John “The Count” Montefusco—A note of caution: this one has nothing to do with vampires. Shortly after Montefusco came up with the Giants in 1974, San Francisco play-by-play man Al Michaels tagged him with the nickname “Count,” a play on his last name, which called to mind the Count of Monte Cristo. The nickname was particularly fitting, given Montefusco’s colorful nature. He liked to make bold predictions, once brawled with his own manager, and played practical jokes on gullible teammates like Joe Cowley. He was also a pretty good pitcher—The Count earned Rookie of the Year honors in 1976, won 90 games for his career, and once notched a no-hitter. He also pitched well in parts of four seasons with the Yankees before arm problems ended his career in the mid-1980s.
John “Blue Moon” Odom—The nickname “Full Moon” would have been slightly more fitting for our purposes, but a “Blue Moon” will have to do. As a youngster, Odom often frowned, motivating some of his friends and neighbors to comment on his incessant “blue” moods. That trait, combined with his roundish face, made him a natural to be called Blue Moon. Odom later became an integral part of Charlie Finley’s Oakland dynasty, but the live-armed right-hander saw his career sidetracked by a never-ending run of injuries.
Pedro “Dracula” Borbon—The “Dracula” label evolved because of a pair of biting incidents involving Borbon. The first took place during the 1973 National League Championship Series, when Borbon’s Reds became entangled in a bench-clearing brawl with the Mets. The brawl started when Pete Rose upended Buddy Harrelson, initiating a tussle between the Reds star and the Mets’ diminutive shortstop. As benches and bullpens cleared, Borbon became an active participant in the brawl. During the melee, Borbon lost his cap. Seeing a loose cap on the ground, Borbon picked it up, assuming that it was his. Within a few moments, Borbon noticed a Mets logo on the cap. Upset that he had picked up the wrong cap, Borbon took a healthy bite out of the stray hat. And then in May of 1979, Borbon was enjoying a night out at a Cincinnati disco when he became involved in a fight. During the fracas, Borbon bit one of the disco’s bouncers in the chest, prompting a charge of assault. When asked by a reporter to explain Borbon’s motivation, the bouncer offered his best bit of conjecture “He’s just a habitual biter, I guess.” Borbon’s biting habits overshadowed his pitching; he was a reliable reliever for the Reds, playing a subtle role in the success of the team known as the “Big Red Machine.”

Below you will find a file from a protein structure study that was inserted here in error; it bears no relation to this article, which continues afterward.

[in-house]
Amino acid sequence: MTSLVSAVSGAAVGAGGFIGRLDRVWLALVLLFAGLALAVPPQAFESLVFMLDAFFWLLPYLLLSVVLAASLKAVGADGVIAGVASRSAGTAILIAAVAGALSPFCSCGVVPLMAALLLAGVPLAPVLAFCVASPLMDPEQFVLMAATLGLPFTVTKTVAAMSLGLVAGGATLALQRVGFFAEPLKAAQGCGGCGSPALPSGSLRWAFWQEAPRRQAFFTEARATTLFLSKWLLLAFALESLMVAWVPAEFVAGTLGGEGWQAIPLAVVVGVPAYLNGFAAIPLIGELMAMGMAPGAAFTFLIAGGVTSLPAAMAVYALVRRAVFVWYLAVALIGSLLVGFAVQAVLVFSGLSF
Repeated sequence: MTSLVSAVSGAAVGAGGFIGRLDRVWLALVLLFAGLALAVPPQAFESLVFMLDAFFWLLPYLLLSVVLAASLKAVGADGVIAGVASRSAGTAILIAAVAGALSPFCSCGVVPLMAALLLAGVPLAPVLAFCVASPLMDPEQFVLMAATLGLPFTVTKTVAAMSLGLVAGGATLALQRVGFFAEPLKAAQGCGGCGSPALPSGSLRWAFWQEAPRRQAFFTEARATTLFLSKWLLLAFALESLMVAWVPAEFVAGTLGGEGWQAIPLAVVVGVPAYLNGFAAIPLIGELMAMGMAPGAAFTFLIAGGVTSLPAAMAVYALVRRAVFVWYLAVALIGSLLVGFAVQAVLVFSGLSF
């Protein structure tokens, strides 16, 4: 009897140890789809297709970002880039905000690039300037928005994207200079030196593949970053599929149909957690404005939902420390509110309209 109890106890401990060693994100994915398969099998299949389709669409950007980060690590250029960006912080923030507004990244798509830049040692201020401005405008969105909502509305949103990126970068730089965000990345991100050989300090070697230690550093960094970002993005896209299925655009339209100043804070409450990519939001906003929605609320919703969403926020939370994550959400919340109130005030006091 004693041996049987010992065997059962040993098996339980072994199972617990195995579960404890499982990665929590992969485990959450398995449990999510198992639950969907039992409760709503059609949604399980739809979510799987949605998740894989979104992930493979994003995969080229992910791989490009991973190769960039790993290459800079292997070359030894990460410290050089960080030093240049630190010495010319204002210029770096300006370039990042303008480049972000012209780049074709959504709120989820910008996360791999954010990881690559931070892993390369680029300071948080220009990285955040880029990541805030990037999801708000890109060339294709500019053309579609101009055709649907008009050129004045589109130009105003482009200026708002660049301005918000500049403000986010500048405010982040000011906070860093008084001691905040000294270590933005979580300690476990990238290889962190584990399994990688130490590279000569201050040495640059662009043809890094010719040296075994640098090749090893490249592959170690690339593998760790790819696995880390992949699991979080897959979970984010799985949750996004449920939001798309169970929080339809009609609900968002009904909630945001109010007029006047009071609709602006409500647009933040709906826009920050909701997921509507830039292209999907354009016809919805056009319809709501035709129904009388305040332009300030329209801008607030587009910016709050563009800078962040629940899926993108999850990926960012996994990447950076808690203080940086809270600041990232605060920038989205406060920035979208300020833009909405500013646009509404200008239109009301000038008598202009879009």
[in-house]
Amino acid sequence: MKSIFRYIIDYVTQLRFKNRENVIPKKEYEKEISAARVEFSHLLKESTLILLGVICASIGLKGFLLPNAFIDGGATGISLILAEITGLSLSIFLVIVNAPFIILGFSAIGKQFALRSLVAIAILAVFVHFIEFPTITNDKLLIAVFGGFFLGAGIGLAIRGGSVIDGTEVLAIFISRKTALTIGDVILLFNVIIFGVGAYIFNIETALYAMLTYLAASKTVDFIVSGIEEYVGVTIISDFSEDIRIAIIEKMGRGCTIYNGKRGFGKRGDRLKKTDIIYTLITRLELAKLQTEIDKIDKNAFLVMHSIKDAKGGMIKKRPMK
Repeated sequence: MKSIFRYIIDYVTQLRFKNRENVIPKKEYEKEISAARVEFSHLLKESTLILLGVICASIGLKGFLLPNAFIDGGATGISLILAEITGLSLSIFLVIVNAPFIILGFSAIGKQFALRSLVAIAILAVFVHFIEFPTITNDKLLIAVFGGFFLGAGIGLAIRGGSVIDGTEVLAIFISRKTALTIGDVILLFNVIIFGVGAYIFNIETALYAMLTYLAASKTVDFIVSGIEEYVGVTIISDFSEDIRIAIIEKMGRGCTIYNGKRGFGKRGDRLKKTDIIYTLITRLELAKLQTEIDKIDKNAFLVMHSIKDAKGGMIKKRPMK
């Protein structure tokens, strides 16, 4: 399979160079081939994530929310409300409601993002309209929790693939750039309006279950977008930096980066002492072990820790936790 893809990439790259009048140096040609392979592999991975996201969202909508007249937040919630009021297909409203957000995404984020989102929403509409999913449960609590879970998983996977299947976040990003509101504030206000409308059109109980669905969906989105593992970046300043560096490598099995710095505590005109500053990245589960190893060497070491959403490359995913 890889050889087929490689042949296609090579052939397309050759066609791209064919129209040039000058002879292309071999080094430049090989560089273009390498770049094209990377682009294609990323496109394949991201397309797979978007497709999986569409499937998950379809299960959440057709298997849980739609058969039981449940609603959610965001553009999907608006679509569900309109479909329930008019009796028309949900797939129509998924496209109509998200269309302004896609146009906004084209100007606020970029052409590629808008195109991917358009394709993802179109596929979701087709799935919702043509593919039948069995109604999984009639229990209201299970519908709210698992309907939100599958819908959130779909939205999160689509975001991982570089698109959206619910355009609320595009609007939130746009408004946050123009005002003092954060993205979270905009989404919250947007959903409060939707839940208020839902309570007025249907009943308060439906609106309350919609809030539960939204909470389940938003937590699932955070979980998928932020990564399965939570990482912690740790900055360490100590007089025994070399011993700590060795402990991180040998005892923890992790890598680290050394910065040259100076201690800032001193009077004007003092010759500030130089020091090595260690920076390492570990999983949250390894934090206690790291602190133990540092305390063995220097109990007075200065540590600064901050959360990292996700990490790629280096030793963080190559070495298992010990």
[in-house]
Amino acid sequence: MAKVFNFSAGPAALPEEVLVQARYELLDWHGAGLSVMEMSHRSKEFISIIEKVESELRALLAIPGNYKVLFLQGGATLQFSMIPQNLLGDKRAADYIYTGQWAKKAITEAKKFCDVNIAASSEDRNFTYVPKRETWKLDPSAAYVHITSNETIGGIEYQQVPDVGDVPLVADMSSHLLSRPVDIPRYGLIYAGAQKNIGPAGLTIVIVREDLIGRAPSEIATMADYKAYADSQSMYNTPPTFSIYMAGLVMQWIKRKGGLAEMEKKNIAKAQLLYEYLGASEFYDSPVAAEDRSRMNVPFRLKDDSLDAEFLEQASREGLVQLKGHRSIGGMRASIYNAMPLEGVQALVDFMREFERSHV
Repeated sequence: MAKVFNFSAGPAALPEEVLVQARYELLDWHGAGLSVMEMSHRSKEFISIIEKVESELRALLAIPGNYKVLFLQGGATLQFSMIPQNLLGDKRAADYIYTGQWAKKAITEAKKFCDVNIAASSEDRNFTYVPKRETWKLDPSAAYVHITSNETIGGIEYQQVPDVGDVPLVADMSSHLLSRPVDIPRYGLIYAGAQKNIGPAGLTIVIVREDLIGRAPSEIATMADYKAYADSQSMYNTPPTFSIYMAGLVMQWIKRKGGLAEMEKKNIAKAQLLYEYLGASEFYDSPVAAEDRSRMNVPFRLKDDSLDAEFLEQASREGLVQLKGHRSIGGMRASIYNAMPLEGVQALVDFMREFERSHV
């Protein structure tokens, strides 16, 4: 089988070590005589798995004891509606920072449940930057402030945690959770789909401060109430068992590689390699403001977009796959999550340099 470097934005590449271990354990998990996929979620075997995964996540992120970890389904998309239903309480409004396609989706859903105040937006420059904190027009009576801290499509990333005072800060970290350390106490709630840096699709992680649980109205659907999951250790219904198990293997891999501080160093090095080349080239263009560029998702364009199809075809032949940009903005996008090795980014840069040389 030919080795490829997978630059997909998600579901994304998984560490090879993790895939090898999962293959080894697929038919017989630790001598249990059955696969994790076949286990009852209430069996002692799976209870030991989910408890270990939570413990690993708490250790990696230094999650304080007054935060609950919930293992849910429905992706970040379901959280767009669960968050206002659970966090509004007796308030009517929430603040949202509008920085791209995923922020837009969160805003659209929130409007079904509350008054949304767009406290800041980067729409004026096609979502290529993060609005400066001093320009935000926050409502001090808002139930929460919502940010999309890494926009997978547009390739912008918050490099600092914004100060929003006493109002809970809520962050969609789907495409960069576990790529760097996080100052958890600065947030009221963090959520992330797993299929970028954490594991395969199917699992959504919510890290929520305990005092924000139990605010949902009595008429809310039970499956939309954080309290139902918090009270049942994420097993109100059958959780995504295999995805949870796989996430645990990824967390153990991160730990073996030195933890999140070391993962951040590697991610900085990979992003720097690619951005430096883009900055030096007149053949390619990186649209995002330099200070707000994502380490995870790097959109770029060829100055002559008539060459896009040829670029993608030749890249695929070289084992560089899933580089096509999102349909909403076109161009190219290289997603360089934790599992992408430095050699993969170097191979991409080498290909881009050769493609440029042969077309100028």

Dick “The Monster” Radatz—If ever a nickname suited a player, the label of “The Monster” fit Radatz perfectly. Radatz was six feet, five inches tall and weighed anywhere from 230 to 280 pounds during his major league journeys. One part Mummy and three parts Frankenstein, Radatz struck an intimidating pose—both on the field and on campus. As a freshman at Michigan State University, football coach Biggie Munn approached the hulking Radatz. “You’re Radatz, aren’t you?” asked Munn. “How come you didn’t come out for football?” Radatz had a ready reply for the question. “No thanks, Mr. Munn,” Radatz said. “I don’t like raw meat.” Radatz ended up making the right choice. With an explosive fastball that creeped near the 100-mile per hour mark, Radatz became a dominant relief ace for the Bosox, before extreme wildness and arm injuries curtailed his career.
So, with greetings to The Gravedigger, The Bat, The Creeper, and The Count, we hope you all had a Happy Halloween.
Bruce Markusen writes “Cooperstown Confidential” for MLB.com at MLBlogs.com.